‘We must come out on the 31st October because otherwise I am afraid we face a catastrophic loss of confidence in politics,’ he said.

‘We have already kicked the can down the road twice and I think the British people are getting thoroughly fed up.’  

The exchanges quickly descended into furious squabbling, with presenter Emily Maitlis struggling to keep control as Mr Hunt and Mr Gove insisted they were ready to push the schedule back if a ‘few more days’ were needed to finalise a deal with the EU. 

Mr Stewart, who removed his tie as the debate heated up, accused his colleagues of ‘staring at the wall’ rather than walking through the ‘door’ – which was to support the deal Mrs May had already thrashed out over two years. ‘Let’s get on with it,’ he said, adding that No Deal was ‘not possible’.

‘I would say to them that I am massively out polling them with all the key target groups we need, with 18 to 45 year-olds, with Scotland, with London, and we have to think about how to win an election.’ 

Sources on Mr Stewart’s campaign said: ‘Any team that gets combined, Rory wants to lead it.’ 

Mr Johnson’s team is breathing a sigh of relief after he emerged relatively unscathed from the TV debate last night, despite being hammered over his Iran blunder, Muslim veil jibes and tax cuts for the wealthy.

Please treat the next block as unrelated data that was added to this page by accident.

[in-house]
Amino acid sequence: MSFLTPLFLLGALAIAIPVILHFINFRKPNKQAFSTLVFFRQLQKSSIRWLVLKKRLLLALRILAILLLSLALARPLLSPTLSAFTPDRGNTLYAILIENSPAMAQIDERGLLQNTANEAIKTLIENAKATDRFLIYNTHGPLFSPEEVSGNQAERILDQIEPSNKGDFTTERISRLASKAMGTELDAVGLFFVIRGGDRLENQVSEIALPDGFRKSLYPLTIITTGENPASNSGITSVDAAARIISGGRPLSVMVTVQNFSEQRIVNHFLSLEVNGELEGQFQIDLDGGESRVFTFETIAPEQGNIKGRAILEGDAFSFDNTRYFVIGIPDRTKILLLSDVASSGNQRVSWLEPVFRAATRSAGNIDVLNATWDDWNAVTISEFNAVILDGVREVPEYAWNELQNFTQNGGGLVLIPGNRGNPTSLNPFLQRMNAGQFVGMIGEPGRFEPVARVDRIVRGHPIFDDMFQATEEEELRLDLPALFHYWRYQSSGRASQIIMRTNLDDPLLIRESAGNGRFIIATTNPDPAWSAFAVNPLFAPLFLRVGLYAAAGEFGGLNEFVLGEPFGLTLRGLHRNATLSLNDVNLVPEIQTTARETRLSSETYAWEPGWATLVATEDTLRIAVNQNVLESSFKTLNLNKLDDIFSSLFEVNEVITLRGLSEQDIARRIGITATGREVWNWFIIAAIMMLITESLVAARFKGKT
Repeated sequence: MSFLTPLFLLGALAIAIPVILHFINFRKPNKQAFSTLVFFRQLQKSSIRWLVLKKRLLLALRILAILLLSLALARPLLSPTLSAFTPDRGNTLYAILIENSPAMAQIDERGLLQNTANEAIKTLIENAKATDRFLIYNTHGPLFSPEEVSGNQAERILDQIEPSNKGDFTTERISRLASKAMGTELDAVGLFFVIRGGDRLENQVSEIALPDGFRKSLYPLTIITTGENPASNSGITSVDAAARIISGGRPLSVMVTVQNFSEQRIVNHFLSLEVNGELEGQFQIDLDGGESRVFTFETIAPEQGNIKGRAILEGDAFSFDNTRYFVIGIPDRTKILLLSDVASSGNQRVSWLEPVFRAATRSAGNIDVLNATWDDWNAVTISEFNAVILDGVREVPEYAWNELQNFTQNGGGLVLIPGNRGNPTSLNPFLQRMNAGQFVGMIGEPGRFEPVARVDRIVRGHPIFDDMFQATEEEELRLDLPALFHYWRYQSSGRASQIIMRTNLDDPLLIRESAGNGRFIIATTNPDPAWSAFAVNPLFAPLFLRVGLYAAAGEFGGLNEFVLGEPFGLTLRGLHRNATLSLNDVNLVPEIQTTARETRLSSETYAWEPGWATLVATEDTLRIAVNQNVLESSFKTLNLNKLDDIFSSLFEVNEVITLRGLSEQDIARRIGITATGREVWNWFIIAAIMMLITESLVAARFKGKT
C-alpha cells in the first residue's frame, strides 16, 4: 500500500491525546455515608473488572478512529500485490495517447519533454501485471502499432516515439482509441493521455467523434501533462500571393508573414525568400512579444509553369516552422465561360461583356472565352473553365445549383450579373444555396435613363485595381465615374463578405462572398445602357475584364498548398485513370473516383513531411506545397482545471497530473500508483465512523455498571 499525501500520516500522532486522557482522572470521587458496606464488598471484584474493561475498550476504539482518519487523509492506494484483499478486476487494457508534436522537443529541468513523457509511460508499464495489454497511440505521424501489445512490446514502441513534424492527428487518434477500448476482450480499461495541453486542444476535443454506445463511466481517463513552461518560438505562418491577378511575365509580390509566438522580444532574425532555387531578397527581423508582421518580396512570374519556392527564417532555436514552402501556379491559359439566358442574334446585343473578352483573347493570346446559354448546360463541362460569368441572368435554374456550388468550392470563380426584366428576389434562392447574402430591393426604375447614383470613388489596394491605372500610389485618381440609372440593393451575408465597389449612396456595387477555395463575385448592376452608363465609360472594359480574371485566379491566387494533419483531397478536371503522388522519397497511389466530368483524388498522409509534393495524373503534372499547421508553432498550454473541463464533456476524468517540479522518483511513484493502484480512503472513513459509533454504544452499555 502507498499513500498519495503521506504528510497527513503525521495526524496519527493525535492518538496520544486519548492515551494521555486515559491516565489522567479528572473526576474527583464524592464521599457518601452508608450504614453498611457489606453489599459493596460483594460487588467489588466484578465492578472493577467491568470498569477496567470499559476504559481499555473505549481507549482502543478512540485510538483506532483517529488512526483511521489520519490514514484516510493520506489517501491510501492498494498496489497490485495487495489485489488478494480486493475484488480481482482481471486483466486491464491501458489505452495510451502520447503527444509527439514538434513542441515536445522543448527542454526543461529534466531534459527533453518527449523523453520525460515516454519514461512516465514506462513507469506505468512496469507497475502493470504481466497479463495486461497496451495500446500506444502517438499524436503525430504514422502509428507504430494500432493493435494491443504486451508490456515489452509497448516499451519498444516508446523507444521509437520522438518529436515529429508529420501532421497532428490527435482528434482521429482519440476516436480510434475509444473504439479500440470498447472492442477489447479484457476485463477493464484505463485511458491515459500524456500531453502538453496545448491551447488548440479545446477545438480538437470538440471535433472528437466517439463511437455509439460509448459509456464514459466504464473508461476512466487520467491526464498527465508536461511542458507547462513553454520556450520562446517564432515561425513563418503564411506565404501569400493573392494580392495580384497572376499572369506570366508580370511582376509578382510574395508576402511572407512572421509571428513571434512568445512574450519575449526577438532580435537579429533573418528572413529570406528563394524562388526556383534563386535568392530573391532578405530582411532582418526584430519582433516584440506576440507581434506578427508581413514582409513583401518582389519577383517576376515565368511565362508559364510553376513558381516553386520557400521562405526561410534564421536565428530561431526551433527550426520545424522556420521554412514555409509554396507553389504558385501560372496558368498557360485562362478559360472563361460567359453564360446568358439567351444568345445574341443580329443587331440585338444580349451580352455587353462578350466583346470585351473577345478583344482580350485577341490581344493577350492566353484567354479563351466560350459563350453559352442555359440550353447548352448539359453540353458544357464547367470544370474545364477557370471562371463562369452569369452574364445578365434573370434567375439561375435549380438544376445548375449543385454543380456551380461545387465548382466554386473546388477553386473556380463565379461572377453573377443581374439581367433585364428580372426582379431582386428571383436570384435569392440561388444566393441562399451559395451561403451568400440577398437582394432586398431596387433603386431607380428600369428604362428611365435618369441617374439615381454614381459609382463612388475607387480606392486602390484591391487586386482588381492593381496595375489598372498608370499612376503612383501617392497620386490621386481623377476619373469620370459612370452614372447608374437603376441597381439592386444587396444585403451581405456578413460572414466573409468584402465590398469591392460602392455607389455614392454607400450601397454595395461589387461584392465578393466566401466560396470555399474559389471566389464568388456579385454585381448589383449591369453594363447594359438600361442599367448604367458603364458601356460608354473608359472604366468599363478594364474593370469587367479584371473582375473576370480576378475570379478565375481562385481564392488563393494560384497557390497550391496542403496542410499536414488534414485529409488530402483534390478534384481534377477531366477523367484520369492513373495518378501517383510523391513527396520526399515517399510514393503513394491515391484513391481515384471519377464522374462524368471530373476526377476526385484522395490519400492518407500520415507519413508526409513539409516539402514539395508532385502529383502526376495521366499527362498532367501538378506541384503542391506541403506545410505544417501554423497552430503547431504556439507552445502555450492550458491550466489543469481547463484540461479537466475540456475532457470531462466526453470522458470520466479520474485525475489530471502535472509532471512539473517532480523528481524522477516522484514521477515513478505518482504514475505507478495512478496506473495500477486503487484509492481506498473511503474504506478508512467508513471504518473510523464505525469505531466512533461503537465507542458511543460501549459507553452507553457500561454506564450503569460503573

The former foreign secretary came under fire from all sides as he lined up alongside second-placed Jeremy Hunt, Michael Gove, Mr Stewart and Mr Javid Javid for the hour-long session at the BBC studios in London.

But no clear winner emerged, with viewers enraged at the way the candidates dodged questions, as well as the bizarre format set by the corporation.

The BBC is also facing a crisis over allowing an Imam to ask a question who has previous on social media blaming women for rape, praising Corbyn and attacking Jews.

Mr Johnson took the opportunity to set out his stall on Brexit, insisting the UK must leave the EU by the end of October. 

‘We must come out on the 31st October because otherwise I am afraid we face a catastrophic loss of confidence in politics,’ he said.

‘We have already kicked the can down the road twice and I think the British people are getting thoroughly fed up.’ 

He did fail to raise his hand when presenter Emily Maitlis asked the hopefuls to signal whether they would guarantee Brexit by October 31 – although aides insisted his position was clear.

Mr Hunt tried to capitalise on the apparent wavering today, telling BBC Radio 4’s Today programme: ‘Well, I am not entirely sure what he believes on this, having listened to him last night.

‘You have to think these things through because prime ministers have to make these judgments.’  

Mr Hunt said he was best placed to cut a deal with Brussels on Brexit, implying that Mr Johnson would not be ‘trusted’ by Brussels.